The OSI model comprises multiple layers of architectural systems where each layer performs a defined function. Collectively, the different layers transmit data from one layer to another, with the layers generally classifiable into upper layers and lower layers. Generally, the OSI model is classified into three different layers (Lowe, 2016).
The physical layer – The OSI physical layer is designed to define the physical specifications of data. It establishes the relationship between the physical transmission media and the device involved in the communication process. The physical layer is not protocol-specific, and examples include physical network adaptors, ethernet connections, networking hubs, and repeaters (Lowe, 2016).
Data link layer – The data link layer is concerned with correcting errors that may occur at the physical layer level. It allows the networker to define protocols that establish a connection and terminate them between two connected network devices. The data link layer is IP-address-sensitive and helps establish logical frameworks, which allow the definition of endpoints within the communication. This layer also allows the routing of packets within the network and can be further categorized into two, including the media access control layer and the logical link control layer (Lowe, 2016).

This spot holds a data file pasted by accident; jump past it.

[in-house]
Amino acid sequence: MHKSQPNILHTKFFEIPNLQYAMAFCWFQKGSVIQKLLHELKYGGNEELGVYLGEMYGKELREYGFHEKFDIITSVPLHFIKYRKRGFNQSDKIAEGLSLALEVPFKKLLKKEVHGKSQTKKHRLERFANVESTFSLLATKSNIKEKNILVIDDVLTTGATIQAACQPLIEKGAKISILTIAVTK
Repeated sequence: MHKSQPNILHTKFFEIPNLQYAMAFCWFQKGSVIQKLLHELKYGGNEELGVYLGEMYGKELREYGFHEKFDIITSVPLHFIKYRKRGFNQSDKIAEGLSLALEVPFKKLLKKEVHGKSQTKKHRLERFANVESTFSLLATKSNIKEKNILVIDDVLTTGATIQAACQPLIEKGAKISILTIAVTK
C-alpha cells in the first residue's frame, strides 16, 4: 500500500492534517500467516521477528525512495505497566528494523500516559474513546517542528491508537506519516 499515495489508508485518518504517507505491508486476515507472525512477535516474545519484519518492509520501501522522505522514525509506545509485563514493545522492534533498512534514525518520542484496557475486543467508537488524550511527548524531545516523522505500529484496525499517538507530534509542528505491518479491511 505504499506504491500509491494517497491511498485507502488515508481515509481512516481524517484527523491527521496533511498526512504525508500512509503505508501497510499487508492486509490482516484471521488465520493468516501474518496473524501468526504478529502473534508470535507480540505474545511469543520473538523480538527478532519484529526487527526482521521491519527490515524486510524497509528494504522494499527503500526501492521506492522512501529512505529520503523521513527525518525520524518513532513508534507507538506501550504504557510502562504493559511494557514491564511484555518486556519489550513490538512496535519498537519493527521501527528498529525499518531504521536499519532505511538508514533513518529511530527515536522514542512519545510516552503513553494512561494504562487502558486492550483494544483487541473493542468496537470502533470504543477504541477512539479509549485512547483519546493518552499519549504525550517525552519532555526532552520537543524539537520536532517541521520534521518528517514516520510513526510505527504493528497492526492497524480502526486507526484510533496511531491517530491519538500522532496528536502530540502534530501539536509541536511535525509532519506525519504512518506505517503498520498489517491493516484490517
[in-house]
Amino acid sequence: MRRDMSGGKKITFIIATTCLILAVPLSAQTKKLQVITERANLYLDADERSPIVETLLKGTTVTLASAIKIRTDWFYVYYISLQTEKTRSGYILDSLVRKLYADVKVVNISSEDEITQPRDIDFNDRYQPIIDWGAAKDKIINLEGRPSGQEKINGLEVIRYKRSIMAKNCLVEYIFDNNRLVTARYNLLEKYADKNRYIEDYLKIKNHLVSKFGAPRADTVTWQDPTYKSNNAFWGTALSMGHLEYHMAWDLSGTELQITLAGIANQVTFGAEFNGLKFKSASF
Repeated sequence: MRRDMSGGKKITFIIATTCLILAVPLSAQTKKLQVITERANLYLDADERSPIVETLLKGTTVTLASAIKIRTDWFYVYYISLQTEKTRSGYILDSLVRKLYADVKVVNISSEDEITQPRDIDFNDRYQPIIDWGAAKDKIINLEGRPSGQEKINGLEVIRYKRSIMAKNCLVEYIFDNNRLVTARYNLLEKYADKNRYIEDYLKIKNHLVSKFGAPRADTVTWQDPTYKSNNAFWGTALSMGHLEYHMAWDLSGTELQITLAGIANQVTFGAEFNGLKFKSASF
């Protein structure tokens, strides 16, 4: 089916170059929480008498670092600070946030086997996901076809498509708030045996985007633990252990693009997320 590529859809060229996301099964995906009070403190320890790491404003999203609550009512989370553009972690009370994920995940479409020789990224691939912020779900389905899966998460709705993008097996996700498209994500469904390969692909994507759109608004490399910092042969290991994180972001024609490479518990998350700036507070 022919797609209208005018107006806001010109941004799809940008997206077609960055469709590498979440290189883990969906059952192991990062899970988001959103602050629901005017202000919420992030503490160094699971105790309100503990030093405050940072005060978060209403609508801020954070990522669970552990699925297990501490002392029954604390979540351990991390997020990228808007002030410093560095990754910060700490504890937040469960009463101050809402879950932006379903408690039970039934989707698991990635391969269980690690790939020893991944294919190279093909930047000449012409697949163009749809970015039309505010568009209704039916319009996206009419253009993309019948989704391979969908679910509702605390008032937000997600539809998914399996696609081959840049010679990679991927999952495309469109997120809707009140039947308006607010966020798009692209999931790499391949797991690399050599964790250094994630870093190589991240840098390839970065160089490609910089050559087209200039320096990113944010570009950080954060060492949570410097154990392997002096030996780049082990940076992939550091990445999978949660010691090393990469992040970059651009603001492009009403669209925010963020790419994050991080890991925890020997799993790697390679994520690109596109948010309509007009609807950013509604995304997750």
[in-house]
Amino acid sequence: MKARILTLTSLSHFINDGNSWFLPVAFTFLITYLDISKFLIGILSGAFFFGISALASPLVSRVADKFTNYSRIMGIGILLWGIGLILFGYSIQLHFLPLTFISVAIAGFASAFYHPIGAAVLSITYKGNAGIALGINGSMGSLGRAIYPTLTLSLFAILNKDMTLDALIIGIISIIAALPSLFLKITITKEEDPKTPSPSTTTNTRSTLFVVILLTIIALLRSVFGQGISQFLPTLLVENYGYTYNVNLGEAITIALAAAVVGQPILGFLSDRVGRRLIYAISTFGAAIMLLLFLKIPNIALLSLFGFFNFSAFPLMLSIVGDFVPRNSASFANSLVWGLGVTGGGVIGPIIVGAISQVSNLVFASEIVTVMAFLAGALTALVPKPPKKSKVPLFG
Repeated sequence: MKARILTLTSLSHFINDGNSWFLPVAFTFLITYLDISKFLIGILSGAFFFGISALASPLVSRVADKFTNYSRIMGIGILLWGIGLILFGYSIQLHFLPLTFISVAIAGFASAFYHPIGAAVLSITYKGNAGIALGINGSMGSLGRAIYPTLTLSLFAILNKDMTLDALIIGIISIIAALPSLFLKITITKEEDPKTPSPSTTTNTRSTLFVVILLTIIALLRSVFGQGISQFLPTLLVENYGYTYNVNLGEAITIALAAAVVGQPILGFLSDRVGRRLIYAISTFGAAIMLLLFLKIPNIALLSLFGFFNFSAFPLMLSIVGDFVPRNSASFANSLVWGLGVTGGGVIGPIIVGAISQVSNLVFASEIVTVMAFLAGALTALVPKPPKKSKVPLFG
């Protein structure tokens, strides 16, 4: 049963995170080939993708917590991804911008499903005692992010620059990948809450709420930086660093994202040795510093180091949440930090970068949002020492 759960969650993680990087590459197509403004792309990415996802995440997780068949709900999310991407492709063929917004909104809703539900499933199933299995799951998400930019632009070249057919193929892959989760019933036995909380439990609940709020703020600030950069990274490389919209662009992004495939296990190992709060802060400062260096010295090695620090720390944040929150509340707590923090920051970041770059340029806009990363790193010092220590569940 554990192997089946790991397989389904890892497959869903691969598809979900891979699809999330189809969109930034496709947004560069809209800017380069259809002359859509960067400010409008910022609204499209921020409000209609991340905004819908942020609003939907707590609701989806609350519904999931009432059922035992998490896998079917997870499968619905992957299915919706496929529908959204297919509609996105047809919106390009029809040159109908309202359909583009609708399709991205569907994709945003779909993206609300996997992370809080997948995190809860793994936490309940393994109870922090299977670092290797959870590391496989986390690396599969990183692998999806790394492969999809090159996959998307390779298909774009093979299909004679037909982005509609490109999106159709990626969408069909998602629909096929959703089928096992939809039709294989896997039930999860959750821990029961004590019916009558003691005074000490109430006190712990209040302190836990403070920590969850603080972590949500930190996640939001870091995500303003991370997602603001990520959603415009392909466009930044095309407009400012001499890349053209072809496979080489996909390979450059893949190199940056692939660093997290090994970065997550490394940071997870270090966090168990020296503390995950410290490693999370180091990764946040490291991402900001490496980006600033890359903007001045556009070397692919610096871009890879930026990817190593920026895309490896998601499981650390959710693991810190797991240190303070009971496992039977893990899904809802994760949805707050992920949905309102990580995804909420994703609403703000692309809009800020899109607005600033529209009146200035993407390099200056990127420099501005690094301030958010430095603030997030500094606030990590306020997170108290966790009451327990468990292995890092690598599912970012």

Transport layer – The transport layer of the OSI model provides data transport from the source machine to the destination machine. Its role thereof is to maintain quality within the networking system and determines how much data needs to be sent to maintain error-free communication. The transport layer also helps to control different levels of communication, including flow control, error control, as well as facilitating segmentation and de segmentation. Lastly, the transport layer also ensures that the message is delivered directly to the destination machine without any errors (Lowe, 2016).